* ARM will be the most important CPU architecture of the future, and it already is the fastest growing processor architecture
* The PC of the future will be made by new OEMs, sold through new distributors and use a new instruction-set architecture
* Nvidia CEO Huang does not remember in the past 30 years this much change being about to happen
Hexus reports Nvidia is about “two-thirds” focused on parallel and high-performance computing. This leaves 30 per cent of its resources for visualisation – including consumer graphics-cards – and around five percent for mobile products, namely Tegra.
Talking to press after his GTC keynote speech, company CEO Jen-Hsun Huang revealed that the next-generation Tegra 3 mobile SoC was almost finished.
Tegra 3 should be in portable devices by the end of 2011.
LG will have the Tegra 2 for the optimus smartphone
There are rumors that Motorola will release a Droid T2 smartphone using the Tegra 2 and running on the Verizon network.
The NVIDIA Tegra 2 features a number of mobile “firsts”: the first mobile dual core CPU, the only ultra-low power NVIDIA GeForce GPU and the first 1080p HD mobile video processor. Taking full advantage of the two speedy 1GHz processors sharing the workload in Tegra 2, users are promised up to 2x faster Web browsing and up to 5x faster gaming performance over single core processors running at 1GHz. The NVIDIA Tegra 2 processor is also said to deliver flawless 1080p HD video playback, console-quality gaming and amazing 3D capabilities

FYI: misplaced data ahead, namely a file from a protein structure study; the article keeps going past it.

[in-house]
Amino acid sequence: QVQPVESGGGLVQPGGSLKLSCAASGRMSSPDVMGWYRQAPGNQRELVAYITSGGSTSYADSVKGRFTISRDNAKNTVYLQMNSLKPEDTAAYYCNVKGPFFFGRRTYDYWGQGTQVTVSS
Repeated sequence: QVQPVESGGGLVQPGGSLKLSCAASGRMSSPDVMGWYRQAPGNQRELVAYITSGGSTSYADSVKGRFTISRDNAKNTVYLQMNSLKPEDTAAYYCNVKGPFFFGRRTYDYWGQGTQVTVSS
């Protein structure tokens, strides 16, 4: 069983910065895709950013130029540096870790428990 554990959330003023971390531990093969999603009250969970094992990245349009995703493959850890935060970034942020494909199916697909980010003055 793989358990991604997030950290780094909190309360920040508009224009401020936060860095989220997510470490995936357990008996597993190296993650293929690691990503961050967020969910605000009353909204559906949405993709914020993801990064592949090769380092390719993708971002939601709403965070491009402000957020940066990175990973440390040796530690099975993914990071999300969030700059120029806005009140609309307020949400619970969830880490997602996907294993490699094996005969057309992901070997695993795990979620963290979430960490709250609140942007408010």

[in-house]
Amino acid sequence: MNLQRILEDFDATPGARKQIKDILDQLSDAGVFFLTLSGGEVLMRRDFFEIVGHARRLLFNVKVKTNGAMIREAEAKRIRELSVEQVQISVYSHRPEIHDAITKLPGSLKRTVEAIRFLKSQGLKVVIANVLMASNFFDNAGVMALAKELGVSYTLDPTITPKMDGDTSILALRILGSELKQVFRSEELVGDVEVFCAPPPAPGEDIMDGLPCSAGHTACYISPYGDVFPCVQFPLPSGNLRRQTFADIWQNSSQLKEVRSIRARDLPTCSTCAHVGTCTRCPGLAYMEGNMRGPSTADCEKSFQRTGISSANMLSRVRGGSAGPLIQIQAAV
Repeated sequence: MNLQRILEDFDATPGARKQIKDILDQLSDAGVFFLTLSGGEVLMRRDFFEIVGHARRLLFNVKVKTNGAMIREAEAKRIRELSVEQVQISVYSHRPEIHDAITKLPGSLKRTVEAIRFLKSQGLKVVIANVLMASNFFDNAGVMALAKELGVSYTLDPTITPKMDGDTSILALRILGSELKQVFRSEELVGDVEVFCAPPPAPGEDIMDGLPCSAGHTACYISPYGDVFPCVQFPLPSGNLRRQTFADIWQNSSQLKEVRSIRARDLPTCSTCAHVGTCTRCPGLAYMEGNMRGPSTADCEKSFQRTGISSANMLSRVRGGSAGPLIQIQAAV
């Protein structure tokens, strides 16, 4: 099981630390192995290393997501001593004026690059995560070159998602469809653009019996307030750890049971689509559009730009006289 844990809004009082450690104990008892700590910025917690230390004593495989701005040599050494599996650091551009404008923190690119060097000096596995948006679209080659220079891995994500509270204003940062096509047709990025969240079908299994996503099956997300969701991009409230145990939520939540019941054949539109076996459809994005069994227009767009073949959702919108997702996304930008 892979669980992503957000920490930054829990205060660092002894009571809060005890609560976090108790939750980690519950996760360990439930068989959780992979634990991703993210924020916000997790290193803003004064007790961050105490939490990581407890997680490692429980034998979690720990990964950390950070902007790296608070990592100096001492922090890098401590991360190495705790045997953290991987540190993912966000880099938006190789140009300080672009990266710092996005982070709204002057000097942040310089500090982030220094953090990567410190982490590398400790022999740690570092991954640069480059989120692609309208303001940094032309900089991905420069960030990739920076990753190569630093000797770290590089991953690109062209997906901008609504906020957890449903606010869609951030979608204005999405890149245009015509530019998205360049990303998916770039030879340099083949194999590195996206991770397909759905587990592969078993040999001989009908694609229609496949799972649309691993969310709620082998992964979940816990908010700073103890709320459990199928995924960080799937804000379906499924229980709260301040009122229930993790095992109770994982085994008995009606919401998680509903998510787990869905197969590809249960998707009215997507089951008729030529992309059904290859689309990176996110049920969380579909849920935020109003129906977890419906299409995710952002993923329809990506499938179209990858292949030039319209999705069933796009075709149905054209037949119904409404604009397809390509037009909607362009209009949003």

The new Motorola smartphone will also be the first to offer Android Gingerbread. This version of Android will for instance offer built-in support for Adobe AIR applications. The blog says Gingerbread is likely version 2.5 of Android, while Honeycomb will be version 3.0. The latter is expected to be powering the upcoming Motorola tablet for Verizon Wireless, which is scheduled for release in Q1 2011.
Huang also announced that engineers were already working on Tegra 4. The company now plans to release a new ARM-based processor “every single year”, meaning that the fourth-generation chip should be available sometime in 2012.
Paul Otellini of Intel said that in 2010, for the first time, PCs cross a million a day. A million PCs a day [are] built, shipped and sold in the industry. By 2014, that number basically doubles, it approaches 700 million units [annually] as the near addressable market for our company.
According to Gartner market tracking firm, the compound annual growth (CAGR) for desktops will be 2.4% from 2010 to 2014, CAGR for notebooks will be around 22% in the same timeframe, CAGR for netbooks will be approximately 15%, whereas CAGR for slate-type PCs will be whopping 73% – 88% (based on the numbers from InStat).
It looks like 2014-2016 is when the domination of smartphones and tablets should be statistically clear. All of the industry forecasts are in agreement on the shift in form factors. Intel will continue to compete to provide processors.
As noted here, by 2013 there will be quadcore ARM chips with 2.5 GHz of performance and triple core ARM chips with 1.5 GHz of performance are appearing at the end of 2010.